50 Years of Walt Disney World: Smile to Get Started

September 19, 2021, 7:04 PM · One week from Friday marks the 50th anniversary of the opening of the Walt Disney World Resort. I will be in Orlando for Disney's media event leading up to the kick-off of "The World's Most Magical Celebration." To get ready for the big birthday, all this week I will be featuring stories from my book about working at Walt Disney World's Magic Kingdom, Stories from a Theme Park Insider. Here is how my Disney career started.

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Less than two miles from the world's most popular theme park, and I'm in the middle of nowhere.

Orange groves, in every direction, as far as I can see. A deep blue sky overhead, with no clouds to shade Central Florida's brutal summer sun. The temperature's already well past 90, and so's the humidity, even at 9 a.m. I slow my car as the intersection approaches. There's no light, no big sign. Just a narrow pole with a street name perched on top. Reams Road. As I turn the wheel to the left, a dusty old sedan blasts from the road, peeling around the corner to the right, speeding off in the direction I'd just come.

A little over a mile down the road, I pull up to a set of mobile home-style trailers. “Casting,” the sign says, with a small, hyper-enthusiastic Mickey Mouse painted beside.

Welcome to the back side of Walt Disney World.

My parents had moved to Orlando the previous fall while I was attending Northwestern University, north of Chicago. Not having anywhere else to go for the summer, I followed them down to Orlando, hoping I could find a gig when I arrived.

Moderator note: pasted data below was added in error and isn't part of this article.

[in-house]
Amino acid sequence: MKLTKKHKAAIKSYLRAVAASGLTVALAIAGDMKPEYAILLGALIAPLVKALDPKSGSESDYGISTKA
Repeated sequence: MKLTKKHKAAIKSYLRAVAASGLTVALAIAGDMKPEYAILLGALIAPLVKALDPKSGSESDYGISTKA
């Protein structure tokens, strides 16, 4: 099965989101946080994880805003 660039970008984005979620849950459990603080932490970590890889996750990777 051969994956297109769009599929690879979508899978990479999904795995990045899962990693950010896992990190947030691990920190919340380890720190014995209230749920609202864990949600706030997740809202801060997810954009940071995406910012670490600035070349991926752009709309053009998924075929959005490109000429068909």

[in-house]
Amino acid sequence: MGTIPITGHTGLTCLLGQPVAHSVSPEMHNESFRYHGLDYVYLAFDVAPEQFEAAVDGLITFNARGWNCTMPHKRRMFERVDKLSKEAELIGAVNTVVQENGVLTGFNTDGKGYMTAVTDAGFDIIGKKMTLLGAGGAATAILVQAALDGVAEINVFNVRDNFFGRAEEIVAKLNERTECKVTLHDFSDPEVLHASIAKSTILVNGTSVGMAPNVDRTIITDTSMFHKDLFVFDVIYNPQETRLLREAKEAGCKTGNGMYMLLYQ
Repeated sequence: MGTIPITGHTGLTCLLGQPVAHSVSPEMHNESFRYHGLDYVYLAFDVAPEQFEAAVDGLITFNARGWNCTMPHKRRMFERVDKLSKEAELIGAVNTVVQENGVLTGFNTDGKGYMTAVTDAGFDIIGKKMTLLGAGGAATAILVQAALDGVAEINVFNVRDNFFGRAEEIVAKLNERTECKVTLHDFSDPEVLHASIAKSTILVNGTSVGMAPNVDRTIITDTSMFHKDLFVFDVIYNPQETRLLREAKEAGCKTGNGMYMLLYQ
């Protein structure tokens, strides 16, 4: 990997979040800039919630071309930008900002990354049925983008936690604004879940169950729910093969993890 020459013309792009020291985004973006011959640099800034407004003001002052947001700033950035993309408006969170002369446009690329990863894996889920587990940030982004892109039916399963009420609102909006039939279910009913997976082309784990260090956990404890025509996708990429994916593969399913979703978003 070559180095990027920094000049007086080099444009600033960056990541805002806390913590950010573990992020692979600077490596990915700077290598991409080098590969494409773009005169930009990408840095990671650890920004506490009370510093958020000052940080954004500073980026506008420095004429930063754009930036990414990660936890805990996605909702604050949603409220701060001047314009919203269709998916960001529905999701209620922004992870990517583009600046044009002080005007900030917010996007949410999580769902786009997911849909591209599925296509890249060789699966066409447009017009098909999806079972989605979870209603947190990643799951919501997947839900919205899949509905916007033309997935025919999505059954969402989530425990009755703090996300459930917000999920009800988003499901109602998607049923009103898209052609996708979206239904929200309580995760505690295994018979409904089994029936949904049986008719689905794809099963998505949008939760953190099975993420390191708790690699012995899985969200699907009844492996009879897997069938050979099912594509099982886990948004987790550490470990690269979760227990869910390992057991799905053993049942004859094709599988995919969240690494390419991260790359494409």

Northwestern breaks for the summer in mid-June, which can make it tough to find a decent summer job. Most of the good ones get snapped up a month earlier by the students who get out in May. But my sister, who still was in high school, had landed a job in the foods department in the Magic Kingdom, so I figured I'd give Disney a shot, too.

The fact that I knew only one other employer in town probably influenced that decision, too. (If I didn't get the Disney job, my plan was to drive over to SeaWorld and try my luck there. Shamu, I could have worked for you!)

I'd called Disney for an appointment, but they told me to just come on in. So I did, walking up to a lady in a sundress who was sitting behind the desk in the cramped trailer. I asked for an application.

Yes, here you go. Fill it out, please. Take a seat, please. We'll call you back for an interview in a few moments, thank you.

Twenty minutes later, three of us were called into another trailer, two young ladies around my age and me.

Since all the workers seems to have had wide grins plastered onto their faces, I figured I should put on my chipper happy face, too. I walked in with a big smile and tried to be as enthusiastic as I possibly could about any job with the Walt Disney World Resort, all the while hoping that I wouldn't get stuck in foods like my little sister. Or worse, custodial.

One of the two girls matched my fake enthusiasm, smile for smile. We shot each other sarcastic looks whenever the interviewer looked away from us, and suppressed giggles as if to say, "I cannot believe we're acting this silly." But we just ratcheted our enthusiasm up another notch each time the interviewer looked back at us.

The second girl answered her questions politely, with a pleasant, yet professional, expression on her face. No corny smiles. When the interviewer looked away from her, she'd shoot the two of us a disapproving schoolmarm glare, to silently reproach us for not being professional enough in a job interview. She reminded me of my classmates at Northwestern - the serious ones, headed to Europe before starting their lives on Wall Street.